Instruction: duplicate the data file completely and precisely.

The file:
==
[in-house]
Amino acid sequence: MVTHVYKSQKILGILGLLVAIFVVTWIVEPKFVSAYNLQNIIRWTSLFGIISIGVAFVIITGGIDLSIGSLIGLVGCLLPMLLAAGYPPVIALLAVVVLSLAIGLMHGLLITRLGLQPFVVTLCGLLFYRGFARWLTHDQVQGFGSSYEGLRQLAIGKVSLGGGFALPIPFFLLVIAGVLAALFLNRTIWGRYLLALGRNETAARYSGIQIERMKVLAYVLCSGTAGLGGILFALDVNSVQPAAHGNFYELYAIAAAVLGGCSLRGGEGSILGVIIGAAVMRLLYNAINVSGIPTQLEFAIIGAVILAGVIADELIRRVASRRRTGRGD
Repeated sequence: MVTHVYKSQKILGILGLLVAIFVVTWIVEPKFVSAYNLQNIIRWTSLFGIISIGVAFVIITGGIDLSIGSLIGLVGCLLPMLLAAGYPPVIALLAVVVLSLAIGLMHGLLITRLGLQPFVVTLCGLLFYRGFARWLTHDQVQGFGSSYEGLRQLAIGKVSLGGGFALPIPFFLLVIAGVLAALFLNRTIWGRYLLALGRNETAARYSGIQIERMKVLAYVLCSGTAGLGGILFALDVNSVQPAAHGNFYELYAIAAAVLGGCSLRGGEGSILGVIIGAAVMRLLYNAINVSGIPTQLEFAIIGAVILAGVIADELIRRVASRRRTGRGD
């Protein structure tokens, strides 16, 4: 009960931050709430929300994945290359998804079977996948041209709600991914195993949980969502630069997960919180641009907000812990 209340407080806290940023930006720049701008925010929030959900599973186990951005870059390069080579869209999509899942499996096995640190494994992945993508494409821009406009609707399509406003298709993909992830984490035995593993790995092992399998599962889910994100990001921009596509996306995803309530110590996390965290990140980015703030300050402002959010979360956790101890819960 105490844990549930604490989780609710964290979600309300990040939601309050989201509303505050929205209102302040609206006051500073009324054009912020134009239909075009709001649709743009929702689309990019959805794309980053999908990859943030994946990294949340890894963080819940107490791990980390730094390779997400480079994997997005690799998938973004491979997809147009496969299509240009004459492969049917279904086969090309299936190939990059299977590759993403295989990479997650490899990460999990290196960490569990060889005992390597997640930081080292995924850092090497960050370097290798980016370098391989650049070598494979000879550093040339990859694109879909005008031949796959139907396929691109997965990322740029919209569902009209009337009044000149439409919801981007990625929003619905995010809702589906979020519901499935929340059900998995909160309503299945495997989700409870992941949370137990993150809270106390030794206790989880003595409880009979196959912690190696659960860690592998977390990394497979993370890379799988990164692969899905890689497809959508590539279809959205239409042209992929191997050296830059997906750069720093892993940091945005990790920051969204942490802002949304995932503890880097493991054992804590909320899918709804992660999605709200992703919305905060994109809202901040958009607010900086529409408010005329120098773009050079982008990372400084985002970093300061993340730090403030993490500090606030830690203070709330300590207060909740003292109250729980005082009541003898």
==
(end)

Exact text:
[in-house]
Amino acid sequence: MVTHVYKSQKILGILGLLVAIFVVTWIVEPKFVSAYNLQNIIRWTSLFGIISIGVAFVIITGGIDLSIGSLIGLVGCLLPMLLAAGYPPVIALLAVVVLSLAIGLMHGLLITRLGLQPFVVTLCGLLFYRGFARWLTHDQVQGFGSSYEGLRQLAIGKVSLGGGFALPIPFFLLVIAGVLAALFLNRTIWGRYLLALGRNETAARYSGIQIERMKVLAYVLCSGTAGLGGILFALDVNSVQPAAHGNFYELYAIAAAVLGGCSLRGGEGSILGVIIGAAVMRLLYNAINVSGIPTQLEFAIIGAVILAGVIADELIRRVASRRRTGRGD
Repeated sequence: MVTHVYKSQKILGILGLLVAIFVVTWIVEPKFVSAYNLQNIIRWTSLFGIISIGVAFVIITGGIDLSIGSLIGLVGCLLPMLLAAGYPPVIALLAVVVLSLAIGLMHGLLITRLGLQPFVVTLCGLLFYRGFARWLTHDQVQGFGSSYEGLRQLAIGKVSLGGGFALPIPFFLLVIAGVLAALFLNRTIWGRYLLALGRNETAARYSGIQIERMKVLAYVLCSGTAGLGGILFALDVNSVQPAAHGNFYELYAIAAAVLGGCSLRGGEGSILGVIIGAAVMRLLYNAINVSGIPTQLEFAIIGAVILAGVIADELIRRVASRRRTGRGD
């Protein structure tokens, strides 16, 4: 009960931050709430929300994945290359998804079977996948041209709600991914195993949980969502630069997960919180641009907000812990 209340407080806290940023930006720049701008925010929030959900599973186990951005870059390069080579869209999509899942499996096995640190494994992945993508494409821009406009609707399509406003298709993909992830984490035995593993790995092992399998599962889910994100990001921009596509996306995803309530110590996390965290990140980015703030300050402002959010979360956790101890819960 105490844990549930604490989780609710964290979600309300990040939601309050989201509303505050929205209102302040609206006051500073009324054009912020134009239909075009709001649709743009929702689309990019959805794309980053999908990859943030994946990294949340890894963080819940107490791990980390730094390779997400480079994997997005690799998938973004491979997809147009496969299509240009004459492969049917279904086969090309299936190939990059299977590759993403295989990479997650490899990460999990290196960490569990060889005992390597997640930081080292995924850092090497960050370097290798980016370098391989650049070598494979000879550093040339990859694109879909005008031949796959139907396929691109997965990322740029919209569902009209009337009044000149439409919801981007990625929003619905995010809702589906979020519901499935929340059900998995909160309503299945495997989700409870992941949370137990993150809270106390030794206790989880003595409880009979196959912690190696659960860690592998977390990394497979993370890379799988990164692969899905890689497809959508590539279809959205239409042209992929191997050296830059997906750069720093892993940091945005990790920051969204942490802002949304995932503890880097493991054992804590909320899918709804992660999605709200992703919305905060994109809202901040958009607010900086529409408010005329120098773009050079982008990372400084985002970093300061993340730090403030993490500090606030830690203070709330300590207060909740003292109250729980005082009541003898």